How Boko Haram mastered the art of ‘self-sustaining’ warfare

West African insurgents get their hands on too many guns from the armies sent to combat them

Boko Haram militants do not buy guns and ammunition on the black market to fuel their decade-long insurgency in West Africa – they simply nab weapons from the armies sent to fight against them, a study has revealed.

Set for publication next month, the report calls on the Multinational Joint Task Force (MNJTF) of West African armies tackling Boko Haram to better protect their arsenals and stop guns falling into insurgents’ hands.

“Boko Haram has been able to continue fighting this past decade as a result of weapons, ammunition and materiel seized during raids on convoys and bases of the government-backed forces fighting them,” said study author Eric Berman, who shared details of the report with The National.

“Much needs to be done in guarding caches and boosting the morale of anti-insurgency troops so militants cannot arm themselves and prolong conflicts.”

The report, to be published by the International Peace Information Service research group, echoes findings from other African conflicts by the Small Arms Survey, which tracks illicit weapons flows.

The militants have since 2015 seized weapons in dozens of attacks, in some cases making off with hundreds of guns, hundreds of thousands of rounds of ammunition and small convoys of off-road attack vehicles, Mr Berman said.

Other military booty includes battle tanks, artillery, armoured personnel carriers and mine-resistant vehicles. The true scale of the seizures is unknown, because military chiefs typically keep quiet about missing materiel.

In the most recent incident, at least 26 Chadian soldiers were killed and 14 others wounded in the early hours of Thursday by suspected Boko Haram assailants in an attack on their patrol around the Lake Chad area. It is not clear whether weapons were seized.

In some cases, whole battalions are overrun, like in Boko Haram’s rout of a military base and 700 troops in Jilli, Yobe state, in July 2018. In others, rebels hit patrols of a dozen soldiers and scarper after loading up with guns and ammunition.

Weapons airdrops to resupply government troops fall into the wrong hands. Convoys are raided. Underpaid soldiers from morale-sapped units are prone to abandoning their posts – and their weapons – in the face of an attacking militia.

Militants post videos online of gloating fighters on top of battle tanks pilfered from Nigeria’s army – replacing striped flags with Boko Haram’s black-and-white logo. Hauls have raised the group’s prowess, as well as its firepower.

The MNJTF coalition members, Niger, Cameroon, Chad and Nigeria, need to better protect caches and raise troop morale, while international bodies such as the UN, African Union and the EU should use their leverage to push for change, the report says.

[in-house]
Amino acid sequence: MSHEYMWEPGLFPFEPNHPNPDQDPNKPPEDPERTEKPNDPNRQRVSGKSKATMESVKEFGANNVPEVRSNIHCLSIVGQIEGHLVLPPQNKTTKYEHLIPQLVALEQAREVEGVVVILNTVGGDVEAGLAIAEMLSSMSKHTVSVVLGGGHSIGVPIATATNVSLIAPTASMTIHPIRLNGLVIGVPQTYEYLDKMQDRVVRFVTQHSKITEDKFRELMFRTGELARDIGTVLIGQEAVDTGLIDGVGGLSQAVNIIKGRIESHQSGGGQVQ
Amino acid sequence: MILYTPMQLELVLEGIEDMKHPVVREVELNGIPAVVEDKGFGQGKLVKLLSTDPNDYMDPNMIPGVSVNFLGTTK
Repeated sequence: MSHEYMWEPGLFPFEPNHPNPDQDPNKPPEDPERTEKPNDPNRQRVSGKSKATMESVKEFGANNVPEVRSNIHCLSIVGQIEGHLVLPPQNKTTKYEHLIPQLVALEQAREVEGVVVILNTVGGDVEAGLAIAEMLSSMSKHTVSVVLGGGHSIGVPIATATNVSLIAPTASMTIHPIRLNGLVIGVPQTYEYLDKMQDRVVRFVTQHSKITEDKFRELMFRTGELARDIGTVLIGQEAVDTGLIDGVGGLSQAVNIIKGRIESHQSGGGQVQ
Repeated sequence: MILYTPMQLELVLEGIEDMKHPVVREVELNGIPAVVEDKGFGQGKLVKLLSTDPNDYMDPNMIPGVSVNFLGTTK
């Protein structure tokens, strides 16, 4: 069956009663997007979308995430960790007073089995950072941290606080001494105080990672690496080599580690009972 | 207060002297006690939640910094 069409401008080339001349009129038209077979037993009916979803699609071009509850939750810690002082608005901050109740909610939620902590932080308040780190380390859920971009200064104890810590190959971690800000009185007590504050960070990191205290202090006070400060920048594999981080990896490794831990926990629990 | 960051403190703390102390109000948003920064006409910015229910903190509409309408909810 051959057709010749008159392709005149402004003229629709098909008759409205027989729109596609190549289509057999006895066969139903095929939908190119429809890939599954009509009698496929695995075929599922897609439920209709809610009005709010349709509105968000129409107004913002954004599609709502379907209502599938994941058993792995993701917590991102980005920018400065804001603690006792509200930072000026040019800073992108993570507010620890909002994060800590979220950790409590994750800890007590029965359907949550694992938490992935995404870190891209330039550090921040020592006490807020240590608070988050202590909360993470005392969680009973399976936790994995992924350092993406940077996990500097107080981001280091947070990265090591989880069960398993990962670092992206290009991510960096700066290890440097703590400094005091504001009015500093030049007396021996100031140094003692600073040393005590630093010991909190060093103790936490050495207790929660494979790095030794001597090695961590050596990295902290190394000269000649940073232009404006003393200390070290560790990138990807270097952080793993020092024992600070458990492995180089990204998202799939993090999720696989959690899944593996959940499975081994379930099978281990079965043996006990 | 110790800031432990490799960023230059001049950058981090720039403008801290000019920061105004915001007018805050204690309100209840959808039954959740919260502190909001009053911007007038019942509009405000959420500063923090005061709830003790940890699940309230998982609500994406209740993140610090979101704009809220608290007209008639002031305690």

“We need tighter rules and enhanced oversight by bodies authorising peace operations as well as arms transfers, especially to recipients whose security forces are active in conflict zones,” Mr Berman said.

The problem of extremists seizing arms from government-backed foes is not limited to West Africa, he said. Somalia’s Al Shabab group and insurgents fighting against the G5 Sahel force of Burkina Faso, Chad, Mali, Mauritania and Niger also stage weapons-seizure raids.

A Nigerian soldier, with a rocket propelled grenade (RPG), patrols on the outskirt of the town of Damasak in North East Nigeria on April, 25 2017 as thousands of Nigerians, who were freed in 2016 by the Nigerian army from Boko Haram insurgents, are returning to their homes in Damasak. - Yagana Bukar's younger brothers Mohammed and Sadiq were among about 300 children kidnapped by Boko Haram from the town of Damasak in remote northeastern Nigeria nearly three years ago. But instead of the global outrage and social media campaign that followed a similar abduction of 219 schoolgirls from the town of Chibok, there were no protests for the children of Damasak. (Photo by Florian PLAUCHEUR / AFP)

Officials from the UN and African governments told The National they were aware of the worrying trend of Boko Haram, Al Shabab and other African militant groups seizing weapons caches and have called for action.

Martin Kimani, Kenya's ambassador to the UN and chairman of an international group tracking small arms, called it a “very real problem” that Nairobi was using its two-year seat on the UN Security Council to tackle.

“Terrorist and insurgent organisations are gaining part of their weaponry from attacking state institutions, [including] police stations with armouries, deliberately seeking new weaponry and better weaponry,” Mr Kimani said.

“A lot more that needs to be done in terms of stockpile management within the peacekeeping environment.”

Ivor Fung, a UN deputy director on disarmament, emphasised the importance of arms manufacturers tagging weapons during their production so that they can be traced after they fall into “the wrong hands”.

The insurgency initiated by Boko Haram in 2009 has left more than 36,000 dead, mainly in Nigeria, while three million people across the region have been uprooted, the UN has said.

The group seeks to create a hardline Islamic state in Nigeria free of western influence, but has been dogged by infighting and splintered into rival factions, known by the acronyms JAS and the ISIS-aligned ISWAP.

Updated: August 8th 2021, 10:35 AM
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